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Nun queries visa deal between Philippine govt, bishops

Sister Patricia Fox demands clarification on missionary visa agreement after her extension application is denied

Nun queries visa deal between Philippine govt, bishops

Australian missionary nun Patricia Fox appeals her deportation from the Philippines. (Photo by Angie de Silva)

Published: September 21, 2018 08:29 AM GMT

Updated: September 21, 2018 08:40 AM GMT

An Australian nun ordered deported by Philippine authorities has called on the country's Catholic bishops to clarify an agreement they signed with the Bureau of Immigration aimed at making the application and renewal of missionary visas easier.

Sister Patricia Fox, whose request for a missionary visa was denied this week, said the bishops should come out with a "clear statement" about the deal.

"I think the bishops need to clarify these [issues on] endorsements," said the nun at a forum in Quezon City on Sept. 19.

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"I think it is an issue that the church has to look into," she said, adding that church leaders need to clarify the issue because it will affect foreign missionaries.

The agreement was signed in June.

It states that the bureau "recognize[s] that foreign Catholic missionaries have contributed immensely to the moral and human development of the citizenry."

The bishops' conference is supposed to endorse foreign missionaries, religious, and lay people for their visa applications.

Sister Fox, however, said the agreement should be reviewed following after her application to extend her missionary visa was turned down on Sept. 16.

The immigration bureau said the nun had already spent 27 years in the country as a missionary, contrary to what is provided in the agreement that "foreign missionaries stay in the country for only 10 years."

Sister Fox's lawyers, however, said the agreement did not preclude the extension or renewal of a missionary visa for another ten years. 

When rejecting her application the bureau also cited the deportation order issued previously against her.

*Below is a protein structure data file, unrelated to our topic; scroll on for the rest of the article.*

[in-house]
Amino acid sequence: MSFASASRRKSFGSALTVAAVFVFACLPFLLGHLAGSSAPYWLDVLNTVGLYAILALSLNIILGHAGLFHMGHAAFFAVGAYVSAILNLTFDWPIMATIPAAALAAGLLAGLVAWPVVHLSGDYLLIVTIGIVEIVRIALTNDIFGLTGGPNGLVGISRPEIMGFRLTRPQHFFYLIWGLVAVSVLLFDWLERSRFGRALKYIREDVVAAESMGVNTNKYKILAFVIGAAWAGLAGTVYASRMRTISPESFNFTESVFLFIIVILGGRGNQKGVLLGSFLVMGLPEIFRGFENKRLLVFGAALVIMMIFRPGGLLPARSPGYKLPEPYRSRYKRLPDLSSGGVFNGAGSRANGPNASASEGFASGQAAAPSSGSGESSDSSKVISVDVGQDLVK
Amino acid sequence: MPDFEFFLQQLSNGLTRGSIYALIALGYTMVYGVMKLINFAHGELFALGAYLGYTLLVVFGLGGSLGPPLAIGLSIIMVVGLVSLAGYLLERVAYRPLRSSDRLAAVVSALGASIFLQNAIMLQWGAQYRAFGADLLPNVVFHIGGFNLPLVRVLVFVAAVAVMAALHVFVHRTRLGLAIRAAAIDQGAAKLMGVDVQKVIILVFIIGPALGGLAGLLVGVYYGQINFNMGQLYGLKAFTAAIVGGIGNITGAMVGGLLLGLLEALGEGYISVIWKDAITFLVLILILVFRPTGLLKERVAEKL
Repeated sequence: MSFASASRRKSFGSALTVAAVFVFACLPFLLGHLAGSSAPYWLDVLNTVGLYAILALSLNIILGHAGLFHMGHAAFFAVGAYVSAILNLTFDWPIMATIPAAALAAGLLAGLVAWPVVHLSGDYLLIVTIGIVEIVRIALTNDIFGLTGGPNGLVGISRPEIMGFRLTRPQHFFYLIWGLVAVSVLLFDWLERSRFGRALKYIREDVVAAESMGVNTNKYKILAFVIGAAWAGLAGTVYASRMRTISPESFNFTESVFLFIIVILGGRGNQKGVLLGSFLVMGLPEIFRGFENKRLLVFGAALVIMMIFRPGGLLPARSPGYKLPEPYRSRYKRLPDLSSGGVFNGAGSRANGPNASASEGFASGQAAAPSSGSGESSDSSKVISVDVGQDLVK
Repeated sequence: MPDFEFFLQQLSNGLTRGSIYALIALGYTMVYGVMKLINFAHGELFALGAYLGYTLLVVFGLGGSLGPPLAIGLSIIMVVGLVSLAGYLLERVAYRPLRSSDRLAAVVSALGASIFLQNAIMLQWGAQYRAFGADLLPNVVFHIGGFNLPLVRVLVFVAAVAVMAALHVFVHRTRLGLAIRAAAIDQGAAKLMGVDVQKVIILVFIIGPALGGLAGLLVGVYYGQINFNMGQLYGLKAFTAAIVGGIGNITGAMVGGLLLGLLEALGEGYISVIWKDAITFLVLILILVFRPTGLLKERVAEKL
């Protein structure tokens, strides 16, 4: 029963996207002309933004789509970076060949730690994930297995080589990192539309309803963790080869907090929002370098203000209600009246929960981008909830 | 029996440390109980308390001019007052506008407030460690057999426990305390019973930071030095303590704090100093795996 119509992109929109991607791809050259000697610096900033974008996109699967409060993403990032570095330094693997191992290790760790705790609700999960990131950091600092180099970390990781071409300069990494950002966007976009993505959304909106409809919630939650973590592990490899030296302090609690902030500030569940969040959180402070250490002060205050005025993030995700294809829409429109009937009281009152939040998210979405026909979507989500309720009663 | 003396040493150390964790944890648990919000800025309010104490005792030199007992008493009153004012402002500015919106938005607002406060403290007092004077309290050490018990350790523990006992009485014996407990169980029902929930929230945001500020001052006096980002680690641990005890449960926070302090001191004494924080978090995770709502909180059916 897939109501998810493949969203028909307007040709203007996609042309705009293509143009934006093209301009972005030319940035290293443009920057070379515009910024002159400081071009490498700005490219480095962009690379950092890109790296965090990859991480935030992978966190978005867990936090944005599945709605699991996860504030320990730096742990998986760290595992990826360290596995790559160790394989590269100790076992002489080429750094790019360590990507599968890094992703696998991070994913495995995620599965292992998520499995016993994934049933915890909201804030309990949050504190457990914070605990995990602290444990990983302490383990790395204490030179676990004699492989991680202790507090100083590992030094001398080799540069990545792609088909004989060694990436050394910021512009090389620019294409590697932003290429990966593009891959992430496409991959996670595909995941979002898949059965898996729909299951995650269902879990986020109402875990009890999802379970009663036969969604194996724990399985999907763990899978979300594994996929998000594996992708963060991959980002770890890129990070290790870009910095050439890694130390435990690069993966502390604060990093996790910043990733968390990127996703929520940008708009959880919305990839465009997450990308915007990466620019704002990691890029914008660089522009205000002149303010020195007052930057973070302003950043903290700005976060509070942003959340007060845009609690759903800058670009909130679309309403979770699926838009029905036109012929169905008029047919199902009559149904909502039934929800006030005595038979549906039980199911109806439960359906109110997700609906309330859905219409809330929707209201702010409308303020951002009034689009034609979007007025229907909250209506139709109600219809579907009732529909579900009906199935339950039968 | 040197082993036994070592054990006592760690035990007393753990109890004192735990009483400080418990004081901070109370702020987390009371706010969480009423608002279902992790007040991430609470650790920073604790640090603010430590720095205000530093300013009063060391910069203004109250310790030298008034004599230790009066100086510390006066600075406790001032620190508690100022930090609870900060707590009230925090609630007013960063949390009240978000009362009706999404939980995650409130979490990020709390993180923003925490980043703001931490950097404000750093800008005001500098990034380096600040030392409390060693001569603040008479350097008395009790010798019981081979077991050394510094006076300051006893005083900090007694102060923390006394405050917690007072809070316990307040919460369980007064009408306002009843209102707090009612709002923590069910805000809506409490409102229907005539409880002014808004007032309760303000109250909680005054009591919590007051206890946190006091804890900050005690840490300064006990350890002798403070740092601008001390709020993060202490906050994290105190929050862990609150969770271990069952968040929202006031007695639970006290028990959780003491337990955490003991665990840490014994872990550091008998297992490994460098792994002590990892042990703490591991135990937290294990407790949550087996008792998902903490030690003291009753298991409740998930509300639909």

"The [immigration bureau] already concluded that Sister Fox violated the conditions of her stay and is considered undesirable, hence a deportation order was previously issued against her," said bureau spokeswoman Dana Krizia Sandoval.

"Our legal team believe that approving the extension of her missionary visa will be inconsistent with the findings cited in her deportation order," she said.

Sister Fox said she would appeal.

Immigration officials arrested the nun on April 16 for supposedly "joining rallies." The next day, she was released for further investigation after it was discovered she had a valid missionary visa.

President Rodrigo Duterte later acknowledged that he had ordered the nun to be investigated because of her supposed "disorderly conduct."

On Sept. 18, Sister Fox testified against the Duterte government before an international tribunal, regarding the alleged political persecution she had experienced.

Kathy Panguban, one of the missionary's lawyers, presented a video recording of her testimony before the International People's Tribunal convened by lawyers and rights groups in Brussels. 

The nun said the political activities that resulted in her being declared an "undesirable alien" were part of being a religious.

"As a human being, especially as a religious, we have to stand with the oppressed and what I was doing was listening to ... the workers who are just asking to be [regularized] ... the tribal people who are being sent off their land," she said.

"So to me, it's a human rights issue. To me, it's what you do as a human rights defender, particularly as a religious."

The 71-year-old nun is still contesting her deportation order before the Department of Justice.


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